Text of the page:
Zoo’s plan won’t cut it for elephants
The guest column from two Woodland Park Zoo board members, “Woodland Park Zoo takes good care of its elephants,” [Opinion, May 13] shows how out of touch the Zoo is with science and Seattleites’ values. The zoo’s labeling of those calling for the end of confining elephants in zoos as “extremists” is laughable.
Are the Scientific American, The Seattle Times and 62 percent of Seattleites extremists?
The Scientific American stated in an editorial: “Confined elephants often spend their time standing around in cramped quarters. … These tortuous conditions inflict serious physical and psychological damage on such smart and sensitive animals.”
The Seattle Times has issued five editorials calling for the retirement of the elephants to sanctuary.
The Zoo just doesn’t get it: Its 5-year plan will cram four to five elephants on a 1-acre area or into barn cages that define “tortuous conditions.” The meager $1.5 million to $3 million in new spending will not improve the elephants’ quality of life — L.A. and San Diego zoos’ commitment to their elephants cost $42 million.
Our zoo is stuck in 19th-century thinking. Meanwhile Bamboo paces in circles, Chai bobs her head, and Watoto sways, waiting to heal in a sanctuary.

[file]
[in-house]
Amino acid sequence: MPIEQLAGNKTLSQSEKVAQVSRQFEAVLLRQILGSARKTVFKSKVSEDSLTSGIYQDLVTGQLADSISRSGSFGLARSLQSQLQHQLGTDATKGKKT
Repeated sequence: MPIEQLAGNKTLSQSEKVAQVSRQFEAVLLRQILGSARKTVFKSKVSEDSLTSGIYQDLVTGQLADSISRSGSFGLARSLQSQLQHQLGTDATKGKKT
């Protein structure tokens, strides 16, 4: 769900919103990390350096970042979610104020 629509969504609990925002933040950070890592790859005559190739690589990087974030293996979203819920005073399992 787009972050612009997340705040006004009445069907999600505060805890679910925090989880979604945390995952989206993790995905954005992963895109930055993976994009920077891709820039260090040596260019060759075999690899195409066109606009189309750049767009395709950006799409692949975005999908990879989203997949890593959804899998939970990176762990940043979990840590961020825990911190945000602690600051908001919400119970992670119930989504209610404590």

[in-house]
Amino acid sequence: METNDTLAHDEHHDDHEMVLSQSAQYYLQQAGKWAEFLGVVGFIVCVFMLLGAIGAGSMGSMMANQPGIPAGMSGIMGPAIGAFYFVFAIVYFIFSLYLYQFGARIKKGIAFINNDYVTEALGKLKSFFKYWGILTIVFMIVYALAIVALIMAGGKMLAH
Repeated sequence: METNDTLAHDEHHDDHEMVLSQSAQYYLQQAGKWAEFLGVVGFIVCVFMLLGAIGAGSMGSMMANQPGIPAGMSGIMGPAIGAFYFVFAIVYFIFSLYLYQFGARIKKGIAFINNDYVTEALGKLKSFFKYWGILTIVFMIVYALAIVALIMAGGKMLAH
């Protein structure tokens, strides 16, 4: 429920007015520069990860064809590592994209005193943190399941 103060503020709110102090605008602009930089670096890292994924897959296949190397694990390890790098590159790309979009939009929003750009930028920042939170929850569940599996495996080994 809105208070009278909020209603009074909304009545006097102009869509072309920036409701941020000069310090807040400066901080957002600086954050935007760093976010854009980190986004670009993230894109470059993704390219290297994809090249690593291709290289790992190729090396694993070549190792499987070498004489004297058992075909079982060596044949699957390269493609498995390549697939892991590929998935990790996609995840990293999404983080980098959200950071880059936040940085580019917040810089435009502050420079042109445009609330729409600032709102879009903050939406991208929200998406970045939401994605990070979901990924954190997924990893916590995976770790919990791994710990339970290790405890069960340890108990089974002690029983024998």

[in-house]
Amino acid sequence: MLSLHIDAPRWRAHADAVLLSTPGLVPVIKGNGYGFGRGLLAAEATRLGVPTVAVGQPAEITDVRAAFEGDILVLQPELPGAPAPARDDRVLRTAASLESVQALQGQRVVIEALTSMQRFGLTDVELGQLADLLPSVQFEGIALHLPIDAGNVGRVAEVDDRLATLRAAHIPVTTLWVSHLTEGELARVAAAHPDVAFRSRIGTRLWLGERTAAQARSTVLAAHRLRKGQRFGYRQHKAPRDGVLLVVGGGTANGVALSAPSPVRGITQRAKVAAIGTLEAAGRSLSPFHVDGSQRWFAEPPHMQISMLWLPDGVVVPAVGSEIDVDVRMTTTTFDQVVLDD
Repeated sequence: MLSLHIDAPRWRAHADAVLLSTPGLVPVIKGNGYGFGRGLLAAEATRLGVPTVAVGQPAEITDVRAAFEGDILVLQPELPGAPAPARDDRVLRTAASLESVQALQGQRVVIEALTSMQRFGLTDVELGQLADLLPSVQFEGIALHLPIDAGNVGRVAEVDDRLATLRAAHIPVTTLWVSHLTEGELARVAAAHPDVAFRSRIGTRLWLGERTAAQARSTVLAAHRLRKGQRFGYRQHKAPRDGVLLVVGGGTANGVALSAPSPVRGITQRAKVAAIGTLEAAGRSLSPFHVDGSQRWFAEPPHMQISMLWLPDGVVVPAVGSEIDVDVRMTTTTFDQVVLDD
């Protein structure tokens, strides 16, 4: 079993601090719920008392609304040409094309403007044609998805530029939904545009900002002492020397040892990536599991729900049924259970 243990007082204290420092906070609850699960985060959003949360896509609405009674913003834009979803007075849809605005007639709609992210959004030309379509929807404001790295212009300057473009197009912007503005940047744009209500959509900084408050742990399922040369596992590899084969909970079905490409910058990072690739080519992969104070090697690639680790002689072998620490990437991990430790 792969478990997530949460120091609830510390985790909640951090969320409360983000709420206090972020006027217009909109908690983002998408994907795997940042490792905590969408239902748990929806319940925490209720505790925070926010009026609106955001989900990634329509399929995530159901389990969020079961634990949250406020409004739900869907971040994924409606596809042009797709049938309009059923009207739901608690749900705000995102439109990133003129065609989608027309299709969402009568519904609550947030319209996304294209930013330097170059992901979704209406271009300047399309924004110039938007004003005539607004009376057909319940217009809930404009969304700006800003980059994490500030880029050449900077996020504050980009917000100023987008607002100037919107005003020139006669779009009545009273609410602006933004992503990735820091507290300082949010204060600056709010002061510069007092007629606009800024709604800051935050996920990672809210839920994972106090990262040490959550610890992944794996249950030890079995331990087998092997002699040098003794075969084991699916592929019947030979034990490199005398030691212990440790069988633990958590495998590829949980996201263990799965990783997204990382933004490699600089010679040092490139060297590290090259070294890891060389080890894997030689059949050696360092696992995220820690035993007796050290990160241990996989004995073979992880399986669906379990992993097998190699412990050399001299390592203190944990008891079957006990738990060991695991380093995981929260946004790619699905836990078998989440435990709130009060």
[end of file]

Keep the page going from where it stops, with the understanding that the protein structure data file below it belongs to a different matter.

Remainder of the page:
Alyne Fortgang, Seattle
Not an extremist for opposition to elephant program
One can civilly differ on whether to keep or end the elephant program at the Woodland Park Zoo. But for the highest ranking members of the zoo’s Board of Directors to label those advocating its end as “extremists” is outrageous and, frankly, a desperate attempt to stifle growing opposition to the inhumane aspects of elephant captivity.
Truth be told, I had already decided not to go to the zoo again because of my strong opposition to its elephant program. And now given that zoo management has declared me an extremist, it is clear that I am not welcome.
Beverly Marcus, Seattle